This essay examines how the inclusion of texts by B.S. Johnson on undergraduate literature modules at the University of Salford helped to further students' understanding of key concepts such as postmodernism, materiality, experimentalism, and the avant-garde. After informally interviewing recent graduates of English Literature regarding their relatively uncommon encounters with Johnson's writing as core reading on core modules, it becomes apparent that the inclusion of Christie Malry's Own Double-Entry (1973), The Unfortunates (1969), and Albert Angelo (1964) on the syllabus is useful for educators and their students. These texts ultimately help to illustrate the interactivity of the book form in the digital age, provide seminar leaders with opportunities for group study activities, and show students of higher education that engaging and popular experimental British fiction exists, albeit outside of the American-dominated canon.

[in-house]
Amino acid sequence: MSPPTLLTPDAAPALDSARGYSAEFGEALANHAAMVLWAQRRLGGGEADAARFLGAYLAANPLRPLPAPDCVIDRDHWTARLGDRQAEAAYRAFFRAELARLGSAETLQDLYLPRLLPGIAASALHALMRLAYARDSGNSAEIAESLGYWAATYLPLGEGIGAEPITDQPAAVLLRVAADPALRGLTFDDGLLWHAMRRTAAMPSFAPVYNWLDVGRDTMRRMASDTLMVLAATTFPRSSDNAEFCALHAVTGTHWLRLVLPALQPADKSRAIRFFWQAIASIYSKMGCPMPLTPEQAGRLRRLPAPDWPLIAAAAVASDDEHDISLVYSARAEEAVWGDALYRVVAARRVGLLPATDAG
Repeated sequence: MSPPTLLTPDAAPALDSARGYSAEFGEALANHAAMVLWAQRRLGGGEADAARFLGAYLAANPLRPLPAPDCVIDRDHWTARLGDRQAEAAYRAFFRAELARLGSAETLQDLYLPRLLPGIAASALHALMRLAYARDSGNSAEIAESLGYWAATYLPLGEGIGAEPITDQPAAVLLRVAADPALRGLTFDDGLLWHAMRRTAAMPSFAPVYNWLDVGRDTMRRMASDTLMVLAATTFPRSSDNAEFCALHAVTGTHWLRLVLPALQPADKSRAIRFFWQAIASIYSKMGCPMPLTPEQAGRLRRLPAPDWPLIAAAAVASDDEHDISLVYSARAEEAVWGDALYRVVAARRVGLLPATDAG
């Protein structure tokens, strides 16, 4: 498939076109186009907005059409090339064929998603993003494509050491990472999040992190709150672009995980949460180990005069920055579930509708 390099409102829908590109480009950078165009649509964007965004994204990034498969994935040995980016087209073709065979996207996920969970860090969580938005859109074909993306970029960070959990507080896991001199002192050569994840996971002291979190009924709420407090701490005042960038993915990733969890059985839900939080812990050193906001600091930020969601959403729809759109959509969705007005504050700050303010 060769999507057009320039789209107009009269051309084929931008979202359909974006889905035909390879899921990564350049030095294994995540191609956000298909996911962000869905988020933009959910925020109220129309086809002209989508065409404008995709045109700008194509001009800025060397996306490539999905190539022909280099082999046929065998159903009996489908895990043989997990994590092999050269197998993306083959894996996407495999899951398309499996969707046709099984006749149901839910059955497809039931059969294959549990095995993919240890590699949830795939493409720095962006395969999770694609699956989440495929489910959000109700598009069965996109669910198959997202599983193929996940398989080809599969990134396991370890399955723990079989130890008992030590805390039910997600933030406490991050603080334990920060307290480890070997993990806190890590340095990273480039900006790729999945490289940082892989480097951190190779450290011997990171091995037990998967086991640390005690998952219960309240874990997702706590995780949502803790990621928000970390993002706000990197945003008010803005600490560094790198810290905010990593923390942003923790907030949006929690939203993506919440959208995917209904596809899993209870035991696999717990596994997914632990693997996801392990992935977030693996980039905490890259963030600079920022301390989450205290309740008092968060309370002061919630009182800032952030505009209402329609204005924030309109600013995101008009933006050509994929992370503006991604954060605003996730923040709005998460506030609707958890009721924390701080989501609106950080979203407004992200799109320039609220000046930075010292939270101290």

|Journal||BSJ: The B.S. Johnson Journal|
|Publication status||Published - Sep 2014|